As for control, I don't really mean as in "open-source". Rather, if you host your own Mediawiki, you can basically do whatever you want with it. You can freely change user groups, the design of the wiki, you control your own user database, you can run an Orwellian regime in which banned users are deleted from history, and so on. There's no entity that can come in and say "no, we don't like what you're doing"; the community is self-contained. If Stoic were to host the wiki, of course we'd have to play by their rules, but considering the short distance between us and the development team (socially speaking), I don't think that'd be much of a problem.

  10. #30
    Not that my support is worth much but ... I dunno. You know MediaWiki, and surely other TBSF'ers do, too; also, I bet that MediaWiki's platform has more features and is better maintained. On the other hand, Stoic's folks know vBulletin, and it would presumably be easy to visually integrate it with the rest of *.stoicstudio.com ; besides aesthetics, that might lower the barrier to entry from the forum.

    Oh, that was just a casual aside about control. And here's some more: I mean, hypothetically, the Wikidot folks could have some ToS that restricts the ToS that Stoic would impose (were they to choose that platform for an official wiki, ... which they probably shouldn't do .

  11. #31
    Member Dysp's Avatar
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    I'd prefer the MediaWiki option, so the wiki stays separated out from the forums. It just seems cleaner that way. I chose to populate the wikia because it's quite commonly used for games. I know wikias get cluttered with ads, and presently, I have no clue as to who the admin is. I didn't want to mess up franknarf's wikidot project because I had never edited a wiki before. I'm all for whichever route leads to a supported and consistently edited wiki that players can find easily. If you have experience then lead on! I'll probably hold off on any more edits for right now, and wait to see which direction this goes.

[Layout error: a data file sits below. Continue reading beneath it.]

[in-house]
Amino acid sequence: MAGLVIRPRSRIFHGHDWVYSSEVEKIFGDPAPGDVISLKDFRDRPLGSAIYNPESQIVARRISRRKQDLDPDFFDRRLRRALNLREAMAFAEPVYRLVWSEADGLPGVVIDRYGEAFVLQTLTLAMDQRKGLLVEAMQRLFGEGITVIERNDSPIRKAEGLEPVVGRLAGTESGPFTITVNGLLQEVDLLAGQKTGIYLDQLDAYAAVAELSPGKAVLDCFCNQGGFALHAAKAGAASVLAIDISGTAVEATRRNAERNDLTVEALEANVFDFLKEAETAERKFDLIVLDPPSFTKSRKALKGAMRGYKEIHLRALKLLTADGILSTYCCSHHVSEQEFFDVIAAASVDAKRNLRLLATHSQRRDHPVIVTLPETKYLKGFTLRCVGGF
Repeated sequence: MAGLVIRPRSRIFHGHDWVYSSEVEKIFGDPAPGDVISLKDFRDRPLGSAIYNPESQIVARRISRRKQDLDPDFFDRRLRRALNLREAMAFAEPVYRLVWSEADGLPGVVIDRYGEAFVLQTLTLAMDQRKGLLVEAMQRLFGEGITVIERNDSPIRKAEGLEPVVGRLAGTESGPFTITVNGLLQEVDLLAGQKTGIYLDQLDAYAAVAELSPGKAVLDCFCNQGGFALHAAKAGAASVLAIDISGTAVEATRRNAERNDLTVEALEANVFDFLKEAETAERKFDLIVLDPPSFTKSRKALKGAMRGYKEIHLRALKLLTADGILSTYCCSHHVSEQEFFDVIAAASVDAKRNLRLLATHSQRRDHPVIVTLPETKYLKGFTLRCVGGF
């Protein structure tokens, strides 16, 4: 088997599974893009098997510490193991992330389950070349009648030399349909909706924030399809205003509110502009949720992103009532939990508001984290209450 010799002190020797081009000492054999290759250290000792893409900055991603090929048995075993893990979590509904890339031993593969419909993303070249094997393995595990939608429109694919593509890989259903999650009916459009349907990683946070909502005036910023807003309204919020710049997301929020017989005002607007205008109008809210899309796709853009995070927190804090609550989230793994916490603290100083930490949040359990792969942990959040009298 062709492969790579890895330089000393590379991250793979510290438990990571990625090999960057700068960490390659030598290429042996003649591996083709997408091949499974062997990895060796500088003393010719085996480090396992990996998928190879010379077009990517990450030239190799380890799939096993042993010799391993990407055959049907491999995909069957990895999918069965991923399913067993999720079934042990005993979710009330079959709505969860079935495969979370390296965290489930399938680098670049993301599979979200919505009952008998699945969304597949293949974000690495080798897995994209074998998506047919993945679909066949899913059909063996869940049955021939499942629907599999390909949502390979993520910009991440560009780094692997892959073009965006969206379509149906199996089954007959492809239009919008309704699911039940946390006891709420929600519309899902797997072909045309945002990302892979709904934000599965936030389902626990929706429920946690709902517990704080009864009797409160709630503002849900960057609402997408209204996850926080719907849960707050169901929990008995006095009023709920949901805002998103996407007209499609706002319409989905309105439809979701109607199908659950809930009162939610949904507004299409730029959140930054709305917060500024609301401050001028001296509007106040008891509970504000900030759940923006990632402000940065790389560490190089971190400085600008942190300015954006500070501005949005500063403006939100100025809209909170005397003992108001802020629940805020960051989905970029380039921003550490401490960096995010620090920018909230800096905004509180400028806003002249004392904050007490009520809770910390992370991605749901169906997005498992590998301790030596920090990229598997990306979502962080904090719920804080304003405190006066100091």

12. #32
    Quote Originally Posted by Dysp View Post
    I'll probably hold off on any more edits for right now, and wait to see which direction this goes.
    On the other hand, it might be nice to have something in place for the public launch. It's not a one person job to complete it, but the closer the better; and whatever's put there can probably be easily copied over (y'know, because Wikia uses MediaWiki!).

  13. #33
    Quote Originally Posted by Dysp View Post